Will cameras stop suspected police killings? | Inquirer Opinion

Will cameras stop suspected police killings?

Now that policemen are required to use body-worn cameras, will it stop deaths from happening in their hands? This question is in the minds of many people when the Supreme Court recently issued the “Rules on the Use of Body-Worn Cameras in the Execution of Warrants.”

The Court issued the new rules because of the increasing incidents of suspicious deaths resulting from police operations. Since the advent of the current government, there has been a massive increase in deaths in the hands of policemen. The three different settings when these deaths happen are as follows:


1. when policemen serve court-issued search or arrest warrants; 2. during warrantless arrests, such as drug buy-bust operations, and; 3. when policemen are transporting arrested suspects. A huge majority of the fatalities are what policemen claim as drug personalities. More recently, however, deaths under these three circumstances have been increasing among political activists.

In all these deaths, the uniform explanation of policemen is that the victims fought back (“nanlaban”), forcing the cops to use their guns in self-defense. There’s overwhelming suspicion among citizens, however, that these deaths are police extrajudicial killings.


In the case of drug operation fatalities, police report that they found illegal drugs and guns around the victim’s body. In the case of leftists and activists, cops report the presence of guns and communist propaganda materials around the dead body. There’s widespread suspicion that these guns, drugs, and paraphernalia are planted evidence.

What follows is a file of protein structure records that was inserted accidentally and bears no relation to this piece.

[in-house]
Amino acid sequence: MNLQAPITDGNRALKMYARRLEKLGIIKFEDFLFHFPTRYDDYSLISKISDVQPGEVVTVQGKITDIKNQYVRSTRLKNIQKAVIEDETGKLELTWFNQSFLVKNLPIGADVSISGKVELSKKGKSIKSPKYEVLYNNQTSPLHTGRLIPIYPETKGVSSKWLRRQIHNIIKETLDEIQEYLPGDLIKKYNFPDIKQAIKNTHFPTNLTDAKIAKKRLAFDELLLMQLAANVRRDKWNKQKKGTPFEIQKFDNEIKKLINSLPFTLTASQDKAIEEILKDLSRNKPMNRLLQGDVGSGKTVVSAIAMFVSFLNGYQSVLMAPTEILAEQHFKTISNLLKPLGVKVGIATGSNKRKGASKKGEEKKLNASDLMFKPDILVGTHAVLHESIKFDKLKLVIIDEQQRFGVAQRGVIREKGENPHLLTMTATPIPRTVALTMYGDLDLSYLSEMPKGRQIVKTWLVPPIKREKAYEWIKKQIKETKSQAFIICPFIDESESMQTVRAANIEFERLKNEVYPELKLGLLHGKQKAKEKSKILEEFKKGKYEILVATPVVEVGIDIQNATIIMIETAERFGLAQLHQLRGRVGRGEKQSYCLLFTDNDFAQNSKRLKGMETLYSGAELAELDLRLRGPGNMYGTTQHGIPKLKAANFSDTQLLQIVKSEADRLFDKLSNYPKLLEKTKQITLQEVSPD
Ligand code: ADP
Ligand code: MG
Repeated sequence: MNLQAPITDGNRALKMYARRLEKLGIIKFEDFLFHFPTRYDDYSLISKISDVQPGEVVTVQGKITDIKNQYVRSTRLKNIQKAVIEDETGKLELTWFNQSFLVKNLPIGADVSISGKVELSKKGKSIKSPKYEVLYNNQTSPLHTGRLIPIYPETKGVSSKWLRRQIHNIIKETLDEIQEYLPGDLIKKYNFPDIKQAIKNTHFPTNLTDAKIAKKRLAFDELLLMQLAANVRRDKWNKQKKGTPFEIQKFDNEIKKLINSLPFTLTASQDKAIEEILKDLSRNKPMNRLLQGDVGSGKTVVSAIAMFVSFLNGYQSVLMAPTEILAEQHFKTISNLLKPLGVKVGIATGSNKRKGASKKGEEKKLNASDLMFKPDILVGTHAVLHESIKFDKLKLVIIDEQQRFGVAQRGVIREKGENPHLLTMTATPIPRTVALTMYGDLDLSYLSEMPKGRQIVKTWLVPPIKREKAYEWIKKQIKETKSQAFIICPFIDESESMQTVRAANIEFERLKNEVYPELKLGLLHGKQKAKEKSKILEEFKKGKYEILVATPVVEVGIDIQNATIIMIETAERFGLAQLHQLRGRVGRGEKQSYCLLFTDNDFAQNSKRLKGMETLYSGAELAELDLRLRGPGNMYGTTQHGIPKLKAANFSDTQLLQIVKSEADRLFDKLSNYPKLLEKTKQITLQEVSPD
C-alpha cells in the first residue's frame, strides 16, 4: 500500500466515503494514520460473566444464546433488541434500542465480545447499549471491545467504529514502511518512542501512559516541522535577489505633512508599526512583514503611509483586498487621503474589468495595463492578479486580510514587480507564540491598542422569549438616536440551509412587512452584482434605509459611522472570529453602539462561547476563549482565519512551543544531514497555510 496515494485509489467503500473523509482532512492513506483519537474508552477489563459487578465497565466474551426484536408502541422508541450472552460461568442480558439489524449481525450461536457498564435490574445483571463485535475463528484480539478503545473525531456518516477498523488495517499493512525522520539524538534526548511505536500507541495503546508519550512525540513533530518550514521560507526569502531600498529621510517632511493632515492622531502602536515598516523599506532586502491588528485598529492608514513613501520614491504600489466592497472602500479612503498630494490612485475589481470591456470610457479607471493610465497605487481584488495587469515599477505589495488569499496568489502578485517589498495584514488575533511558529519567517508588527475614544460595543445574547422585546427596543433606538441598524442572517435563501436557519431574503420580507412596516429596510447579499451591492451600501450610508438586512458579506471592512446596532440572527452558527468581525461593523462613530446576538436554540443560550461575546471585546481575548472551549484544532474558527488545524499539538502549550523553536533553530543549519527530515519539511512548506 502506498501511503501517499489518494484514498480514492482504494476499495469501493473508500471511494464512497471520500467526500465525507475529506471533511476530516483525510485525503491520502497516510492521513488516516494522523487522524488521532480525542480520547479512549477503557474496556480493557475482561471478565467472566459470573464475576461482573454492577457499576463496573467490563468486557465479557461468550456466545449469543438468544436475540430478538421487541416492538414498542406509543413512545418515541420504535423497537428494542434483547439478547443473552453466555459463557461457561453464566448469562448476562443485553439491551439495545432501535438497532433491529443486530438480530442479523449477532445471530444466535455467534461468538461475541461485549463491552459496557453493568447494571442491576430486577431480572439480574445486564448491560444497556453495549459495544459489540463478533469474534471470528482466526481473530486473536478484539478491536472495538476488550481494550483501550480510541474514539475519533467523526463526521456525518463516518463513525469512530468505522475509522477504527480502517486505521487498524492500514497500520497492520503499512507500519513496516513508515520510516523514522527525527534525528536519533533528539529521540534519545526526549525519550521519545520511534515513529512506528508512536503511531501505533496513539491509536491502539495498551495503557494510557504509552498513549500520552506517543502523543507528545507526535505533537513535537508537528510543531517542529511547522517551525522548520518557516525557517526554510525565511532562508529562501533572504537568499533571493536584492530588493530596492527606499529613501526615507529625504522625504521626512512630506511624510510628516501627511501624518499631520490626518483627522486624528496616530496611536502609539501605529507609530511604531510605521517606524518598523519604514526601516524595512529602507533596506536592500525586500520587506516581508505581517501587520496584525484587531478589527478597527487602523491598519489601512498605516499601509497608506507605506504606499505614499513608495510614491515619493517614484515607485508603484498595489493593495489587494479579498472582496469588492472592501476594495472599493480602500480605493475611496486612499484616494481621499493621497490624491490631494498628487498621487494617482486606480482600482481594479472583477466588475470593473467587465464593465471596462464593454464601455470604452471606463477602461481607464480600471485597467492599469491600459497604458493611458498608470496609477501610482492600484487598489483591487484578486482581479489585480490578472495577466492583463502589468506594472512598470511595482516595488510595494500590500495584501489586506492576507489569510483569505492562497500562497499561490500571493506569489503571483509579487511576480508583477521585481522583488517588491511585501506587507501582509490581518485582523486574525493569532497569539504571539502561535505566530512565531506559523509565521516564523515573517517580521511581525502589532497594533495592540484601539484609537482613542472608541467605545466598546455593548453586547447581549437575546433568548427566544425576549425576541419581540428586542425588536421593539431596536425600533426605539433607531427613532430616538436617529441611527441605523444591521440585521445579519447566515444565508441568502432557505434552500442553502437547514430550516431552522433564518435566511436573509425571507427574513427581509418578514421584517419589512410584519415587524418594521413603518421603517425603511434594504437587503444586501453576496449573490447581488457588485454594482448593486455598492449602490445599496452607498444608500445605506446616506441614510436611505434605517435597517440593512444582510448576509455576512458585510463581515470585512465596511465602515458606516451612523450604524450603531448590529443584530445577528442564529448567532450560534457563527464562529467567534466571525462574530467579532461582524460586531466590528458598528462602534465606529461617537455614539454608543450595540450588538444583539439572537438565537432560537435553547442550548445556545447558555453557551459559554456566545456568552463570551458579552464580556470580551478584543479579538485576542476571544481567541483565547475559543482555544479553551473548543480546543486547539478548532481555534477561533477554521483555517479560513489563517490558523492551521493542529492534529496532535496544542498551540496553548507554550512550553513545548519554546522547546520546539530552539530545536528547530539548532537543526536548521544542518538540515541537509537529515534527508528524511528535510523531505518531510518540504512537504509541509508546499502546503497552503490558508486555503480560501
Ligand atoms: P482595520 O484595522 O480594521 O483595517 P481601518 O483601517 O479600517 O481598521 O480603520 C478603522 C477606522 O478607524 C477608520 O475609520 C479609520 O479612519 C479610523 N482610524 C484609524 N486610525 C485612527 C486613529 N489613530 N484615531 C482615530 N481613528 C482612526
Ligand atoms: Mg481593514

In almost all of these death incidents, there are only two witnesses: the cops and the dead victims. And since dead bodies tell no tales, the cops’ statements end up undisputed. These circumstances create an ideal setting for rogue cops to commit illegal killings.

The cameras now required by the high court will become unbiased witnesses to police operations. The hope is for the cameras to achieve three purposes: 1. they will record the events in order to confirm or contradict police narratives; 2. they will deter policemen from committing illegal acts, and; 3. they will erase public suspicion that cops commit extrajudicial killings, illegal arrests, or unlawful searches. Will the Court’s new rules achieve all these purposes?

Under the new rules, policemen are required to use cameras when they serve court-issued arrest or search warrants. The cameras must record the entire operation until the person arrested is delivered to the nearest police station. In the case of warrantless arrests, such as drug buy-bust operations, police and drug operatives are also required to use cameras but only “insofar as it is practicable.”

What happens when policemen do not use cameras? In the case of an arrest operation, the arrest will still be valid, but the erring policemen may be penalized with contempt of court. In the case of a search warrant, the search will be void and the policemen may be penalized with contempt of court.

The rules issued by the Supreme Court may be less than ideal to some quarters, but the inadequacies are largely due to the judiciary’s limited powers to impose penalties and to regulate the conduct of police officers. For cameras to fully achieve their objectives, the executive branch must impose the penalty of dismissal from service and the legislative branch must enact laws with heavier penalties against wayward police and security officers.

When police and drug operatives perpetuate extrajudicial killings, or engage in illegal arrests and unlawful searches, they violate our sacred rights to life, liberty, and security. These three rights are at the very core of our way of life. These are the rights that were fought for with the blood and tears of our ancestors in our revolution against Spain, in our wars against the United States and Japan, and in our struggles against the Marcos dictatorship.If we remember the lives sacrificed by our heroes for us to enjoy these fundamental rights, we may yet be emboldened to fight in protection of these sacrosanct rights.

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